Aesop Fables

The Donkey and the Lapdog

Aesop Fables

Fidy Says

The Donkey and the Lapdog

A man had an Donkey, and a Maltese Lapdog, a very great beauty. The Donkey was left in a stable and had plenty of oats and hay to eat, just as any other Donkey would. The Lapdog knew many tricks and was a great favorite with his master, who often played games with him and seldom went out to dine without bringing him home something special to eat.

The Donkey had much work to do in grinding the corn-mill and in carrying wood from the forest or burdens from the farm. He often lamented his own hard fate and contrasted it with the luxury and idleness of the Lapdog. One day the Donkey broke his cords and halter, and galloped into his master’s house, kicking up his heels and frisking and fawning as well as he could.

The Donkey next tried to jump about his master as he had seen the Lapdog do, but he broke the table and smashed all the dishes upon it to tiny bits. He then attempted to lick his master, and jumped upon his back.

The servants, hearing the strange commotion and perceiving the danger of their master, attacked the Donkey and drove him out to his stable with kicks and clubs and cuffs.

The Donkey, as he returned to his stall beaten nearly to death, lamented: “I have brought it all on myself! Why could I not have been contented to labor with my companions, and not wish to be idle all the day like that useless little Lapdog!”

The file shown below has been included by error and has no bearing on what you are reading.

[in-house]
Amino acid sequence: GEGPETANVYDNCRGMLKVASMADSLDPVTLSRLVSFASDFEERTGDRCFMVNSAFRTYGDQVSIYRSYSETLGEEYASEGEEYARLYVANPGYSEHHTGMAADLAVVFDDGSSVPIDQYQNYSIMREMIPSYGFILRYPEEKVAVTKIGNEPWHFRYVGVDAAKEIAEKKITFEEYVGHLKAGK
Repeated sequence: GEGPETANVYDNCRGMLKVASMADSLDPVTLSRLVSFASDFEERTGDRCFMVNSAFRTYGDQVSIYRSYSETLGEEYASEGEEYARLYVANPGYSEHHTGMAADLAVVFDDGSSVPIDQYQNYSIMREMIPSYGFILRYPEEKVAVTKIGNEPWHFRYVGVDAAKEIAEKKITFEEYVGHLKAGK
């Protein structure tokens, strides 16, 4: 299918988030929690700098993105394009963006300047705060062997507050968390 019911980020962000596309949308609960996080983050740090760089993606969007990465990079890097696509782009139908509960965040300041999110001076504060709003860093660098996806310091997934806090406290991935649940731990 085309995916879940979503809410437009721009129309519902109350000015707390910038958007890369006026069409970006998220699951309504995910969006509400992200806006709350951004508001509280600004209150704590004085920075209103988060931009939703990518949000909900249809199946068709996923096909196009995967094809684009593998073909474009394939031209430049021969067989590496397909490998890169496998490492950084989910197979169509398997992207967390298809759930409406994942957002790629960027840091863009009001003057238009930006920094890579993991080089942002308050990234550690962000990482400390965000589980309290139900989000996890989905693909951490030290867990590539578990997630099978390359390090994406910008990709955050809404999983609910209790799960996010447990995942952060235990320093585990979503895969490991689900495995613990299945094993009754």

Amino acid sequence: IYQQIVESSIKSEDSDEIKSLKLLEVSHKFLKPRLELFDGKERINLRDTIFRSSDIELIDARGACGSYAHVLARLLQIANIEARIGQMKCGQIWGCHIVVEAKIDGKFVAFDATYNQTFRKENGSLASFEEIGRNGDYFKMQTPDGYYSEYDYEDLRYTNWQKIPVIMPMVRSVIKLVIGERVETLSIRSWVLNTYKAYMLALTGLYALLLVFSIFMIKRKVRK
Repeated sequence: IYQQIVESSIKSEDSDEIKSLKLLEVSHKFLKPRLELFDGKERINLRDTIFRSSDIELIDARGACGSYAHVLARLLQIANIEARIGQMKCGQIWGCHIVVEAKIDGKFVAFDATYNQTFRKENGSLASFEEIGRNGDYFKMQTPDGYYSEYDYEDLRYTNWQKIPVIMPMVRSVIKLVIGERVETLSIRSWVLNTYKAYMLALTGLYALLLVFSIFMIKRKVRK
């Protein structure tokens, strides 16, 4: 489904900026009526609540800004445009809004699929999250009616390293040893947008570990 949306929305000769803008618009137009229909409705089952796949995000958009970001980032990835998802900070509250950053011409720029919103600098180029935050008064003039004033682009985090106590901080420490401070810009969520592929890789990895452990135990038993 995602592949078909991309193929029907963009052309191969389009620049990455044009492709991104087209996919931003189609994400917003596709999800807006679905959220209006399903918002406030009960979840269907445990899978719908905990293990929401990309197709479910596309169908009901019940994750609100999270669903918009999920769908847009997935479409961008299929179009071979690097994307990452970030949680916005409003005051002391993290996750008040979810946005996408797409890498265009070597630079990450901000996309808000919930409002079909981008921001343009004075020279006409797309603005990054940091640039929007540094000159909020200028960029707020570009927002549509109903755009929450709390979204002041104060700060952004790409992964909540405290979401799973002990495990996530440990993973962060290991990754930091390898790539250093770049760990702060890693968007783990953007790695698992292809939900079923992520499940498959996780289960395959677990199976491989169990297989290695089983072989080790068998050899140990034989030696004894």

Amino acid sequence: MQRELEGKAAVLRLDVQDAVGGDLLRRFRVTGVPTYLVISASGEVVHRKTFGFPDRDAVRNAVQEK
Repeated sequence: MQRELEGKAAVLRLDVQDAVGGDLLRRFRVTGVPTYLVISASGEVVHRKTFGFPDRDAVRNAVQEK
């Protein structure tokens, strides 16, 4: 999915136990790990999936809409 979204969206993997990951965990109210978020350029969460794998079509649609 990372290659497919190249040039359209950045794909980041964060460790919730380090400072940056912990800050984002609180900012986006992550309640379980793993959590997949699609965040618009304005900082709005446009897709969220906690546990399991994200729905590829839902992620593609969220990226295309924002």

Moral: Be content with what your own talents.

posted in Dog, Donkey | 44 Suggested Morals

The Dog and its Reflection

It happened that a Dog had gotten a piece of meat and was carrying it home in his mouth to eat it in peace. Now on his way home he had to cross a plank lying across a running brook.

As he crossed the brook, he looked down and saw his reflection in the water beneath. Thinking it was another dog with another piece of meat, he made up his mind to have that also.

He made a snap at the reflection in the water, but as he opened his mouth the piece of meat fell out, dropped into the water and was never seen again.

Moral: Beware lest you lose the real thing by grasping at it’s reflection.

posted in Dog | 40 Suggested Morals

The Traveler and His Dog

A Traveler was about to set out on a journey, when he saw his Dog standing at the door stretching himself.

The Traveler asked the Dog sharply: “Why do you stand there gaping? Everything is ready but you, so come on, hurry up.”

The Dog, wagging his tail, replied: “O, master! I am quite ready; I am just waiting for you.”

Moral: The person who procrastinates often blames delay on his more active friend.

posted in Dog, People | 2 Suggested Morals

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